How to Turn Poems Into Lyrics?
Most pop songs’ lyrics sound conversational as if the singer is talking to you, the listener. Lyrics these days also do not necessarily rhyme and common words are used. However, songs aren’t always straightforward, common or conversational. Bards like Homer, in the 7th to 8th century BCE, were already singing their epic poems telling stories of war, love and adventure. So, it isn’t inconceivable that poems can be turned into songs. In this post, we explore how can you turn your poem into lyrics of a song.
Modern poems today aren’t like the epic ones sung by Homer. Today’s poetry is put together with as few words as possible while containing as much meaning as possible. Short poems with impactful meaning may be difficult for people to sing along, since they may make it hard for mass listening.
But it is not entirely impossible. Bob Dylan, who is feted as a great musician is also a poet. He also won the Nobel Prize in Literature for having created new poetic expressions within the great American song tradition in 2016. His lyrics reflected the cultural and political changes in the U.S.
Other poet musicians include Paul McCartney, John Lennon, Nick Cave, Jim Morrisson, Leonard Cohen, Lou Reed, and the list goes on.
Less Complicated Poems for Lyrics
Melodies help listeners remember the lyrics, as it once helped Bards of the old remember long oral histories during recitation. While readers can go through poems at their own pace and take all the time required to understand and react to each line, it is different for lyrics to songs.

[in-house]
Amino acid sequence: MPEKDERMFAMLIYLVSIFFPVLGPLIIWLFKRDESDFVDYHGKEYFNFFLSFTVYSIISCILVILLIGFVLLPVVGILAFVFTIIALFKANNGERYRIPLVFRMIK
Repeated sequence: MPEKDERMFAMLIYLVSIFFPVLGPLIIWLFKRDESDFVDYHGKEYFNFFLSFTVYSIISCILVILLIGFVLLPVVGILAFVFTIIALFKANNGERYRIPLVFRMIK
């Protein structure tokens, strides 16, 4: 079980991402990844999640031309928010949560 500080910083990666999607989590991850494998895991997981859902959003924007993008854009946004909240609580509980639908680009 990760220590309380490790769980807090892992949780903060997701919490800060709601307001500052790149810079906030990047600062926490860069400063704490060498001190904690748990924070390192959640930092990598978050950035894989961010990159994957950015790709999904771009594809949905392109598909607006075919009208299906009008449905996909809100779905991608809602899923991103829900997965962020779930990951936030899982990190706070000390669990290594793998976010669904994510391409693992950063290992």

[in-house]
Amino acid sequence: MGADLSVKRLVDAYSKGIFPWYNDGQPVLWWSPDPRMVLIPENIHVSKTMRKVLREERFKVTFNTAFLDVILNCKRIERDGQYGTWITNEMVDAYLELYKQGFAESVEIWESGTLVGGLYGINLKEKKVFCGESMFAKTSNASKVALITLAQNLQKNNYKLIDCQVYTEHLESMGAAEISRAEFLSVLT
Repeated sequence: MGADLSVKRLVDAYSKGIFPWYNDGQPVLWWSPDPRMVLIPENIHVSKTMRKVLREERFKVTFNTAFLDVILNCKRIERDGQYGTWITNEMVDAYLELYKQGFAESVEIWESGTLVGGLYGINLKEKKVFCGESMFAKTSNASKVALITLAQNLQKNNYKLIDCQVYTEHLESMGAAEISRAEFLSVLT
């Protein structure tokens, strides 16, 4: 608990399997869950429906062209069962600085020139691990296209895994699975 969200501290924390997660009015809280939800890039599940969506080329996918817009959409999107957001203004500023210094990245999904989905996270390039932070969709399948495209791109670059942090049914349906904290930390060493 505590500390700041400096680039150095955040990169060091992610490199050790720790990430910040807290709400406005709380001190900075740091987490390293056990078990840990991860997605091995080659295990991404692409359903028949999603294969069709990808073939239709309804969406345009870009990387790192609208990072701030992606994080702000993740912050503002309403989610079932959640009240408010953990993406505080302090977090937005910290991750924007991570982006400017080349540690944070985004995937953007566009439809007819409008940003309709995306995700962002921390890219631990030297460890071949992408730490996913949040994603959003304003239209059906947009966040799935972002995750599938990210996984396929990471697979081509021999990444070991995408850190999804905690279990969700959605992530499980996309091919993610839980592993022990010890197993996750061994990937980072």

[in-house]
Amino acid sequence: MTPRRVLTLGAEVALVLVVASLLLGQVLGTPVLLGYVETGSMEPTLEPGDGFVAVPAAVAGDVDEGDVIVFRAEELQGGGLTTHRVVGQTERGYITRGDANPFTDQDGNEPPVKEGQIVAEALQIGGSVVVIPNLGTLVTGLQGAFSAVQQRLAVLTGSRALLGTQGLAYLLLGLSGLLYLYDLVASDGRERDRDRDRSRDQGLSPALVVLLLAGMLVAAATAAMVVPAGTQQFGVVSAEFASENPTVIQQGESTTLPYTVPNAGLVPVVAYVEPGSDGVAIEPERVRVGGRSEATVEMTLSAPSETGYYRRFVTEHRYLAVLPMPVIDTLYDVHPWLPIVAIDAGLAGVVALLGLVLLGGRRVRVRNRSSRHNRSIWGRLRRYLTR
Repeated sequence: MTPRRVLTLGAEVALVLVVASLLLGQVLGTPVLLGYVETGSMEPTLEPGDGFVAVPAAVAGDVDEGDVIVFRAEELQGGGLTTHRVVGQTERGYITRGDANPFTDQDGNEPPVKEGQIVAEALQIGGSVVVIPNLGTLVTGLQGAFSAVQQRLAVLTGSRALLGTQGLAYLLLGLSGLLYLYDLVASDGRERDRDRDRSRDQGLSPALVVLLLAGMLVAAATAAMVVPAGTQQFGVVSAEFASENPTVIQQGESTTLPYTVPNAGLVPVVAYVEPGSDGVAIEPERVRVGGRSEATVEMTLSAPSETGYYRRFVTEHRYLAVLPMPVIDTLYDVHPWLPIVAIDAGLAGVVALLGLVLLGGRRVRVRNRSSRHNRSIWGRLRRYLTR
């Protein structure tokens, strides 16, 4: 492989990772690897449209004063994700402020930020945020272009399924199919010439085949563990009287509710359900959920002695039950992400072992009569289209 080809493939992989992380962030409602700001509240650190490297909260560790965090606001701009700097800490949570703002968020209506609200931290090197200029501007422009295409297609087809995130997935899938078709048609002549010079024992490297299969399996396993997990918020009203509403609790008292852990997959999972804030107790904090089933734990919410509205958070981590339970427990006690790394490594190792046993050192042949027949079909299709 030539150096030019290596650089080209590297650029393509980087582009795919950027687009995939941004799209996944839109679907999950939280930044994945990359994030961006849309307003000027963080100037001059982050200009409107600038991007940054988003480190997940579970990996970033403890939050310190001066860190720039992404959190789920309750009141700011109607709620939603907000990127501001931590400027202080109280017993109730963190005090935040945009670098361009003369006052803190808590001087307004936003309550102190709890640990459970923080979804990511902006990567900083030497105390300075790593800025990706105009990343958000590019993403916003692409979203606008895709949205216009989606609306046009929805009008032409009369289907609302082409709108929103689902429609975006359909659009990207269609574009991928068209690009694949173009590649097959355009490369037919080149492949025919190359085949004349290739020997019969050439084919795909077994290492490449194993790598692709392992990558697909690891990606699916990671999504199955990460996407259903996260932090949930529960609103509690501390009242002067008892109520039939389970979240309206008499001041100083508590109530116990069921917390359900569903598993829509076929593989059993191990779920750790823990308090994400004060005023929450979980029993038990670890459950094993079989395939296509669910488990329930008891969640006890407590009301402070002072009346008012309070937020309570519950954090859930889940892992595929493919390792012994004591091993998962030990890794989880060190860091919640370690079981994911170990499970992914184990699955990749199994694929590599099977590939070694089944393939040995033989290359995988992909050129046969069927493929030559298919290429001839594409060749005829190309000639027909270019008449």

To help listeners remember your song, it may be better to write poetic lyrics that are not packed with meaning. Instead, you can spread your metaphors and images over several lines instead of putting them together in a paragraph.
Add imagery and metaphors over several lines instead of in one line. Add more information gradually to allow listeners the space to gain deeper insights before moving on.
Use Simple and Direct Words
Unlike writing traditional poems, it would help to mix your poetic devices with clear and conversational words. Do this especially for the chorus, since it is usually what is remembered by listeners.
If your listeners have to stop and ponder about the meaning of the lyrics, you have lost them. It is still possible to have poetic rhyme to your lyrics using simple and common words. Give your listeners direct statements to get them engaged to keep your ideas focused and clear.
Utilise Conversational Tones
Poems come with the structure of metering, rhyming, and line length. Instead of getting caught up by the technical structure, pay attention to what meaning you wish to express in your songs. What do you want to say, and how do you want to express those emotions?
Don’t sacrifice your idea or expression by trying to accommodate a rhyme or meter. Doing this will lose the honesty and sincerity of the meaning in your lyrics. The most remembered lyrics are authentic and natural as if the singer is expressing a real thought and feeling. So it is essential you keep your lyrics as natural as possible.
Don’t Forget Song Structure
All songs, no matter what music genre, come with a song structure. Song structures are different from poetry structures. Mainstream music depends on a structure with repeated sections known as the chorus:
Verse 1/ Pre-Chorus 1/ Chorus
Verse 2/ Pre-Chorus 2/ Chorus
A strong repeated chorus is what gets listeners to remember the song and to sing it repeatedly in their heads. A mix of repeated sections and new m